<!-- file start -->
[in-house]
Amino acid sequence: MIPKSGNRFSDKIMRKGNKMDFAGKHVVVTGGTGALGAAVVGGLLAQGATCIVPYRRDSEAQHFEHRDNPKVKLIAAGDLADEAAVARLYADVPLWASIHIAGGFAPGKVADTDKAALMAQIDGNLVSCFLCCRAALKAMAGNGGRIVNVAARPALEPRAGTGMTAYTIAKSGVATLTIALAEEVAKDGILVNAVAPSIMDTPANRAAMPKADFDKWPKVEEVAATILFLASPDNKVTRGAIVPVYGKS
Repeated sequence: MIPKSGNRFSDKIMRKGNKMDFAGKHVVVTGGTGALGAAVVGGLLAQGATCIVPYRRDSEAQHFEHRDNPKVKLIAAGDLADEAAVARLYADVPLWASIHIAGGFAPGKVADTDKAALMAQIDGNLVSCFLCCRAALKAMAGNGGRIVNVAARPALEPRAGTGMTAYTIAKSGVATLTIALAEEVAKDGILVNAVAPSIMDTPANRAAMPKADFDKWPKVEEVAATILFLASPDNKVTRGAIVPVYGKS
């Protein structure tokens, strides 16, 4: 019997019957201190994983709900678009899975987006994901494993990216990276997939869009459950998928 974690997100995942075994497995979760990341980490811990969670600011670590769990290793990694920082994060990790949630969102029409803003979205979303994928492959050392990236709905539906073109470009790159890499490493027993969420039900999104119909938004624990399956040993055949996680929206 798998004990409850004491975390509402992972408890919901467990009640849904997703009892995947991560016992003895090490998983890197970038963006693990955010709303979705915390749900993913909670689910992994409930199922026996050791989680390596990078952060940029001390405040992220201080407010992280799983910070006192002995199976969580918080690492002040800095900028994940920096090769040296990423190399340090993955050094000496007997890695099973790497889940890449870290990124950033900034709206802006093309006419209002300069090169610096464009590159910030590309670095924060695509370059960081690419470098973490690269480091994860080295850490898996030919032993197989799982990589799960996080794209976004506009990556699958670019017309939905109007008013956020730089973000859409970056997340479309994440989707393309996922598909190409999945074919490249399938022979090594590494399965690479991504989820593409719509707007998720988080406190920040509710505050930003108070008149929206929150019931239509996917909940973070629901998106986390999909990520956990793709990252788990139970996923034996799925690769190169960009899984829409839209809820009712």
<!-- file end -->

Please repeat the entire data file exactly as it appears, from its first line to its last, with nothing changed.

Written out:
[in-house]
Amino acid sequence: MIPKSGNRFSDKIMRKGNKMDFAGKHVVVTGGTGALGAAVVGGLLAQGATCIVPYRRDSEAQHFEHRDNPKVKLIAAGDLADEAAVARLYADVPLWASIHIAGGFAPGKVADTDKAALMAQIDGNLVSCFLCCRAALKAMAGNGGRIVNVAARPALEPRAGTGMTAYTIAKSGVATLTIALAEEVAKDGILVNAVAPSIMDTPANRAAMPKADFDKWPKVEEVAATILFLASPDNKVTRGAIVPVYGKS
Repeated sequence: MIPKSGNRFSDKIMRKGNKMDFAGKHVVVTGGTGALGAAVVGGLLAQGATCIVPYRRDSEAQHFEHRDNPKVKLIAAGDLADEAAVARLYADVPLWASIHIAGGFAPGKVADTDKAALMAQIDGNLVSCFLCCRAALKAMAGNGGRIVNVAARPALEPRAGTGMTAYTIAKSGVATLTIALAEEVAKDGILVNAVAPSIMDTPANRAAMPKADFDKWPKVEEVAATILFLASPDNKVTRGAIVPVYGKS
């Protein structure tokens, strides 16, 4: 019997019957201190994983709900678009899975987006994901494993990216990276997939869009459950998928 974690997100995942075994497995979760990341980490811990969670600011670590769990290793990694920082994060990790949630969102029409803003979205979303994928492959050392990236709905539906073109470009790159890499490493027993969420039900999104119909938004624990399956040993055949996680929206 798998004990409850004491975390509402992972408890919901467990009640849904997703009892995947991560016992003895090490998983890197970038963006693990955010709303979705915390749900993913909670689910992994409930199922026996050791989680390596990078952060940029001390405040992220201080407010992280799983910070006192002995199976969580918080690492002040800095900028994940920096090769040296990423190399340090993955050094000496007997890695099973790497889940890449870290990124950033900034709206802006093309006419209002300069090169610096464009590159910030590309670095924060695509370059960081690419470098973490690269480091994860080295850490898996030919032993197989799982990589799960996080794209976004506009990556699958670019017309939905109007008013956020730089973000859409970056997340479309994440989707393309996922598909190409999945074919490249399938022979090594590494399965690479991504989820593409719509707007998720988080406190920040509710505050930003108070008149929206929150019931239509996917909940973070629901998106986390999909990520956990793709990252788990139970996923034996799925690769190169960009899984829409839209809820009712």